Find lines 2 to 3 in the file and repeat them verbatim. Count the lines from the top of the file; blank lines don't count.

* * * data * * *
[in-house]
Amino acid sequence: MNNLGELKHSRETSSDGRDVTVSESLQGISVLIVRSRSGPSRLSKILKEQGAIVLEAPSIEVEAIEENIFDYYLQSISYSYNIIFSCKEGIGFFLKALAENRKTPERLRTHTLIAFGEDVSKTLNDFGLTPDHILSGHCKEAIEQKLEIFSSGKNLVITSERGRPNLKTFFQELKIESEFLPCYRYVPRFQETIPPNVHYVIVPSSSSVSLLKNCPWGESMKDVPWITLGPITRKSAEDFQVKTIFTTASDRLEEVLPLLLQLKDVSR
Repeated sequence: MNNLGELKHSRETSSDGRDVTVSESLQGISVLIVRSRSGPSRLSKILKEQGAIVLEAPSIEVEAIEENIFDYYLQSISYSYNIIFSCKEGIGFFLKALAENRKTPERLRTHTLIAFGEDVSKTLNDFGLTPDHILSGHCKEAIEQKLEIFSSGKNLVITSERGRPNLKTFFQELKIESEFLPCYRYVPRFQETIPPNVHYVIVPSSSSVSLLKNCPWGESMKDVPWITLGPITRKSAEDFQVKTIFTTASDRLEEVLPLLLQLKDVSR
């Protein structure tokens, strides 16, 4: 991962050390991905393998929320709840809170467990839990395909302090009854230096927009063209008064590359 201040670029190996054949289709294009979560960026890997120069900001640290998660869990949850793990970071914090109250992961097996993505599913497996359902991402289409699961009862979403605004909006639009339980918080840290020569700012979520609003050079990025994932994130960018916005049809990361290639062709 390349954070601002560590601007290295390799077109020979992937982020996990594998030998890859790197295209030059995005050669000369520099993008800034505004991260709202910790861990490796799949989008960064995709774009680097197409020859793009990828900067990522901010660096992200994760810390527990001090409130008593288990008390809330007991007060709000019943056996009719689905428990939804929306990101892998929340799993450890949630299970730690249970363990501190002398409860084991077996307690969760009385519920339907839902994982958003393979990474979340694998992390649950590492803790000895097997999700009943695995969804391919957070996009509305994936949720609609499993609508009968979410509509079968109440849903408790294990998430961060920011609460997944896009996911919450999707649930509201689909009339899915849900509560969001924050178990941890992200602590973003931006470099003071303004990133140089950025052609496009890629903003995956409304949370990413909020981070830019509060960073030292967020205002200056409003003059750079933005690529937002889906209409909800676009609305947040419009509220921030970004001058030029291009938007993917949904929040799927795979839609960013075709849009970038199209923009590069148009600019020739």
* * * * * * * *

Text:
Amino acid sequence: MNNLGELKHSRETSSDGRDVTVSESLQGISVLIVRSRSGPSRLSKILKEQGAIVLEAPSIEVEAIEENIFDYYLQSISYSYNIIFSCKEGIGFFLKALAENRKTPERLRTHTLIAFGEDVSKTLNDFGLTPDHILSGHCKEAIEQKLEIFSSGKNLVITSERGRPNLKTFFQELKIESEFLPCYRYVPRFQETIPPNVHYVIVPSSSSVSLLKNCPWGESMKDVPWITLGPITRKSAEDFQVKTIFTTASDRLEEVLPLLLQLKDVSR
Repeated sequence: MNNLGELKHSRETSSDGRDVTVSESLQGISVLIVRSRSGPSRLSKILKEQGAIVLEAPSIEVEAIEENIFDYYLQSISYSYNIIFSCKEGIGFFLKALAENRKTPERLRTHTLIAFGEDVSKTLNDFGLTPDHILSGHCKEAIEQKLEIFSSGKNLVITSERGRPNLKTFFQELKIESEFLPCYRYVPRFQETIPPNVHYVIVPSSSSVSLLKNCPWGESMKDVPWITLGPITRKSAEDFQVKTIFTTASDRLEEVLPLLLQLKDVSR